The Telegraph
Saturday , August 25 , 2012
Since 1st March, 1999
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Riders flout helmet rule

Then: No helmet, no petrol.

Now: No helmet, fill it up.

The Patna administration’s directive to petrol pumps that fuel should not be given to bikers without helmets has turned into vapour.

The directive, issued on March 29 this year, was initially enforced strictly, but five months down the line, the rule, just like so many others in the city, is being flouted with impunity.

The directive had been issued to ensure two-wheeler users adhere to traffic norms in a city where unruly driving has become a bane for its residents.

The Telegraph on Friday went around the city and found that very few petrol pumps are following the rule. They are not the only ones at fault, though. We, the people, including law-protectors and lawyers, are equally to blame as bikers without helmets insisted that their tanks be filled up when some conscientious pump attendants showed them the rulebook.

The Telegraph’s pump patrol began from the outlet near the high court. A middle-aged man, who appeared to be in his early forties, rode in without a helmet. He was a policeman. “Kya hua? Petrol dalo, mein bahut jaldi me hoon (What happened? Fill the tank, I am in a hurry),” he barked to the attendant.

The attendant had no choice but to fill up.

A few minutes later, a helmet-less advocate, wearing his robes, came by. This time, one of the attendants interrupted and said: “Sir, bina helmet ke petrol dena mana hai, prasasan ke adesh hai (Sir, you will not get the petrol without helmet, it’s the administration’s order).”

The advocate scoffed at the attendant’s appeal. “Tum ko jaida pata hai kya niyam kanoon ke bare me, hamse bhi jyada jante ho kya? (Do you think you know the law better than I do?) Don’t you dare teach me such things. Just fill the tank. I have other things to do,” was the reply.

The attendant had to comply.

The pump manager, Sudama Singh, said he was helpless. “Do you think these people will listen to us? Are we supposed to fight with them? At best we can only request them, nothing more than that,” he said.

The next destination for The Telegraph team was a pump on Boring Canal Road. Most bikers were without helmets, some had caps on.

One such biker came up and, with a smile on his face, said: “Sau rupaye ke petrol dena (Give me petrol of Rs 100).”

The attendant tried to be firm. “Aap ne helmet nahi pahna hai, petrol nahi milega (You are not wearing a helmet so we will not give you the petrol).”

The young man just shrugged. “What do you think of yourself? Are you the only petrol pump in Patna? There are hundreds of petrol pumps and I can get it from there also. Ultimately you will be at a loss, so without further discussion and wasting time, you better fill up the tank or else I will go to another pump.”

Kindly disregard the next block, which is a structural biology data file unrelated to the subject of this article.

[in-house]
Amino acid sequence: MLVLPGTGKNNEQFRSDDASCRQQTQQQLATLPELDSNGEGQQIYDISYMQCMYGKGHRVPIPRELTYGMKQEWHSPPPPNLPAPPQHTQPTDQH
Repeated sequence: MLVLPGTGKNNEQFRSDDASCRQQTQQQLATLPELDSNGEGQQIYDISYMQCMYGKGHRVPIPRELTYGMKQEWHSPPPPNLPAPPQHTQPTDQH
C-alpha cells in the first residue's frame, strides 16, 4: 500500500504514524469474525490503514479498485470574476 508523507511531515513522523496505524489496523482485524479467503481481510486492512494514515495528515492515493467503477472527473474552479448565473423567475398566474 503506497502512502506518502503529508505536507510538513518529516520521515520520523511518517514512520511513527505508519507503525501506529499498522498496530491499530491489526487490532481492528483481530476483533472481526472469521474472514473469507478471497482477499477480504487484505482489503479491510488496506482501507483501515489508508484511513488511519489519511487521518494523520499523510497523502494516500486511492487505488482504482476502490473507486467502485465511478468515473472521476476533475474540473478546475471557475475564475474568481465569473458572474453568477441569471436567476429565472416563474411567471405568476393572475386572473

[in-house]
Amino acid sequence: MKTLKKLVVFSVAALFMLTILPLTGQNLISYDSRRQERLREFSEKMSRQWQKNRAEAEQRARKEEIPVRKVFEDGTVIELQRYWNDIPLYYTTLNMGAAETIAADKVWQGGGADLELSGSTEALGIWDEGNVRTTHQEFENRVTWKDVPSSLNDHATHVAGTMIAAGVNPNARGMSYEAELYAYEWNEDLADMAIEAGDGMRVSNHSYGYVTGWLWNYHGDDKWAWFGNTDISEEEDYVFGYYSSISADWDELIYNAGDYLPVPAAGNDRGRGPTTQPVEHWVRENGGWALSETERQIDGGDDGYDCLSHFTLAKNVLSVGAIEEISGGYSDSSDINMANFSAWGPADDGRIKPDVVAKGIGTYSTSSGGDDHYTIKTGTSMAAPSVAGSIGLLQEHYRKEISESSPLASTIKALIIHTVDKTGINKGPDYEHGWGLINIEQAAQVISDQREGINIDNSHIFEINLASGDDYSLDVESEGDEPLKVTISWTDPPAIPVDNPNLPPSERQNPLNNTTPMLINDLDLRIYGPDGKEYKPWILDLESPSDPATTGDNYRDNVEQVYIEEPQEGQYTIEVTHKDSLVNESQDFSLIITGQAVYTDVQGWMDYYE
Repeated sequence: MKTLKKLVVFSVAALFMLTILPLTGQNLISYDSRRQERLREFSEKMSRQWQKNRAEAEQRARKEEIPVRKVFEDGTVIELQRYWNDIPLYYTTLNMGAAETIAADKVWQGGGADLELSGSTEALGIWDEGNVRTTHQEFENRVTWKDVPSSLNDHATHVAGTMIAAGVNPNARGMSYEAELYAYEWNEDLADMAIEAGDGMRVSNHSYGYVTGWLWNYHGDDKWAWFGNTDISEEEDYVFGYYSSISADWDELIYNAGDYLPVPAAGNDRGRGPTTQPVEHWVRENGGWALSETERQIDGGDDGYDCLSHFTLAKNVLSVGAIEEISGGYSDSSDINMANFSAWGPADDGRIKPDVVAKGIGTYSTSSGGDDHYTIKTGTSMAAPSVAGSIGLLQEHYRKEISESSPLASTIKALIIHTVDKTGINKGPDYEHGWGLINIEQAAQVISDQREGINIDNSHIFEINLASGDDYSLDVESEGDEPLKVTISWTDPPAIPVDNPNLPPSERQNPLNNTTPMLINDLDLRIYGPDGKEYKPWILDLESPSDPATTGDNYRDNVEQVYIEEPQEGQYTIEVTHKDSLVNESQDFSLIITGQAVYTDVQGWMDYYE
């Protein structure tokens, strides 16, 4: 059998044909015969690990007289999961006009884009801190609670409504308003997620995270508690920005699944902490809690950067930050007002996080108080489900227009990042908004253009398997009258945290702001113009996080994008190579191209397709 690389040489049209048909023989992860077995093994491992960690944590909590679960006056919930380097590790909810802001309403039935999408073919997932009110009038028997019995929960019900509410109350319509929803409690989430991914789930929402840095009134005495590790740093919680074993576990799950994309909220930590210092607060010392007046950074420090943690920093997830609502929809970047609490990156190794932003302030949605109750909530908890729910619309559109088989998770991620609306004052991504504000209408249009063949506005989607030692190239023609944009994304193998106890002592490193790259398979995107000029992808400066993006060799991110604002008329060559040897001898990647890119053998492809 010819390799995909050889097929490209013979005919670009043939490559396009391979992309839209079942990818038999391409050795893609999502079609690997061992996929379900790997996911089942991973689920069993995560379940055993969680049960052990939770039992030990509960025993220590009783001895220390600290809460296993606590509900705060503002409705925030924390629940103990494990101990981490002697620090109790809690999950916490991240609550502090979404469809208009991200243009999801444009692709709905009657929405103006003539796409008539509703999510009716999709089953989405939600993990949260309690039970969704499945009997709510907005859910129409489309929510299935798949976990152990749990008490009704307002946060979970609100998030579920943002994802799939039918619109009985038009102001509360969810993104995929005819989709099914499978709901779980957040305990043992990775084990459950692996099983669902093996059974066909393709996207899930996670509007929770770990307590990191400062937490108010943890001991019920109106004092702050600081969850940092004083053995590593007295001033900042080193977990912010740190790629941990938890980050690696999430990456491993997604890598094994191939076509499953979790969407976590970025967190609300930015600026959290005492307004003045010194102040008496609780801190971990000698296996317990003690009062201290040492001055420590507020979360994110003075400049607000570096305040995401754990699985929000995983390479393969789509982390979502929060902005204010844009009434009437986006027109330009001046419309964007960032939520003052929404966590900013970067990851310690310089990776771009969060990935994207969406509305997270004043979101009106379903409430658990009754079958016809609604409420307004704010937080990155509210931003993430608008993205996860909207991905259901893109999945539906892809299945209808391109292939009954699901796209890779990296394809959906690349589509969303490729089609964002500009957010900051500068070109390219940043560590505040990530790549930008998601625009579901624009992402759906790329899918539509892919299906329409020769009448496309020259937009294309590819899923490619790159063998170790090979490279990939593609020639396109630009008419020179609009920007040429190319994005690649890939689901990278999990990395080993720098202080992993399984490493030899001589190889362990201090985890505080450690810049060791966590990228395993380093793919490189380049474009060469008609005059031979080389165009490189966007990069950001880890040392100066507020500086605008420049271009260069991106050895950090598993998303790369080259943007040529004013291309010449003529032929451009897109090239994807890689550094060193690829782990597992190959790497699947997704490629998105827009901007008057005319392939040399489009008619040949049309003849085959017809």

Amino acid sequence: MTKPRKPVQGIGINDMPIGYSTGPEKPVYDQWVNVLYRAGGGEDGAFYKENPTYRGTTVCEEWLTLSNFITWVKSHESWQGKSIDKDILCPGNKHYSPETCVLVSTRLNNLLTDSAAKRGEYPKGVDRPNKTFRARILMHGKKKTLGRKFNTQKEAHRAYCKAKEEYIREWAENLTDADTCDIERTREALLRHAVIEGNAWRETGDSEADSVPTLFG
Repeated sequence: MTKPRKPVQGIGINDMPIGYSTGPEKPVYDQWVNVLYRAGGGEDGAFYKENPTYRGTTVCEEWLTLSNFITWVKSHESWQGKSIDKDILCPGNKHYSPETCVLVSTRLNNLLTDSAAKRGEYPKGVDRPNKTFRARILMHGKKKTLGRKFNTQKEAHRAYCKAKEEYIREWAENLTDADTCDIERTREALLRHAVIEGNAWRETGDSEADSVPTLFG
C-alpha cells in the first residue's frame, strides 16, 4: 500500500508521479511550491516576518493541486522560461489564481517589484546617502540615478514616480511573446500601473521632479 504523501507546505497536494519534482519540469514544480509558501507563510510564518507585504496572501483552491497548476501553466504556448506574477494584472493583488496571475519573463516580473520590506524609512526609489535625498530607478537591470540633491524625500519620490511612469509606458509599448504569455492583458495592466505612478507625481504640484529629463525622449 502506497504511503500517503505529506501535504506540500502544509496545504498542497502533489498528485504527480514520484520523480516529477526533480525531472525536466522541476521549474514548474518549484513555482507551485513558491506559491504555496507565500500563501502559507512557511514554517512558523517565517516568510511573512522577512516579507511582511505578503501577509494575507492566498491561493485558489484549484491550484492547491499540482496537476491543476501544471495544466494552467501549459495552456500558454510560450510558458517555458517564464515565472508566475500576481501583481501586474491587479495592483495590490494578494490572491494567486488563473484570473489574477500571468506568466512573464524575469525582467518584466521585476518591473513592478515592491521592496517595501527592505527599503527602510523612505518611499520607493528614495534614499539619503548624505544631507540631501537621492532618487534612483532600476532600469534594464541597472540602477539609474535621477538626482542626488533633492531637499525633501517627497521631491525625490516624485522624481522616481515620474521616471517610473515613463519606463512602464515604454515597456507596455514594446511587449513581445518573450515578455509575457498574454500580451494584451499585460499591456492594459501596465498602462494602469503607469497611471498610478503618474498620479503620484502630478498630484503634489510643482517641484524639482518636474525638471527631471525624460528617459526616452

The attendant had to relent. Pump manager Roshan Kumar said: “The bikers should understand this and should follow the rules. At times they are very rude and it becomes difficult for us to convince them. I cannot ask my staff to argue and quarrel with them. If we don’t give them petrol, our boss will shout at us for lower sales.”

The situation was much the same at Agarwal petrol pump near Baas Ghat, where helmet-less bikers were easily getting fuel, though some of the attendants did point to them the rule.

Jyada niyam kanoon mat jhariye, nahi to dikkat ho jaiyega (Don’t teach too much of rules and regulations, otherwise you will land in trouble),” one such biker warned and left after filling his tank.

The staff at the petrol pump said they were toothless. “I really do not understand why the district administration had issued the directive. We are at the receiving end from both our bosses and the bikers. Life has become hell since the time the directive came into force,” said a staff member on duty.

Even at the pump near Kargil Chowk, one of the busiest in the city, the staff said they had no option but to comply with the helmet-less bikers, though the outlet is located about 500m from two police stations.

District magistrate Sanjay Kumar Singh said the administration would crack the whip. “It is really sad to know that petrol pumps are not following the directive. We will again send a fresh directive with a warning letter to them. They are supposed to follow the directive of the district administration. We will make sure that we enforce the directive,” Singh told The Telegraph.

However, Singh added that the bikers are also at fault. “The bikers who are not using helmets should understand that the rule is for their safety itself. But I accept that if petrol pumps act strictly, it would not be possible for anyone to get petrol,” he said.

The law-enforcers live in a very different world, as The Telegraph discovered.

The police who are supposed to ensure that helmet-less bikers do not get petrol are of the view that everything is just fine. City superintendent of police Jayant Kant said: “We had received an order from the district magistrate’s office regarding this directive ands things are going fine, there is no problem in that.”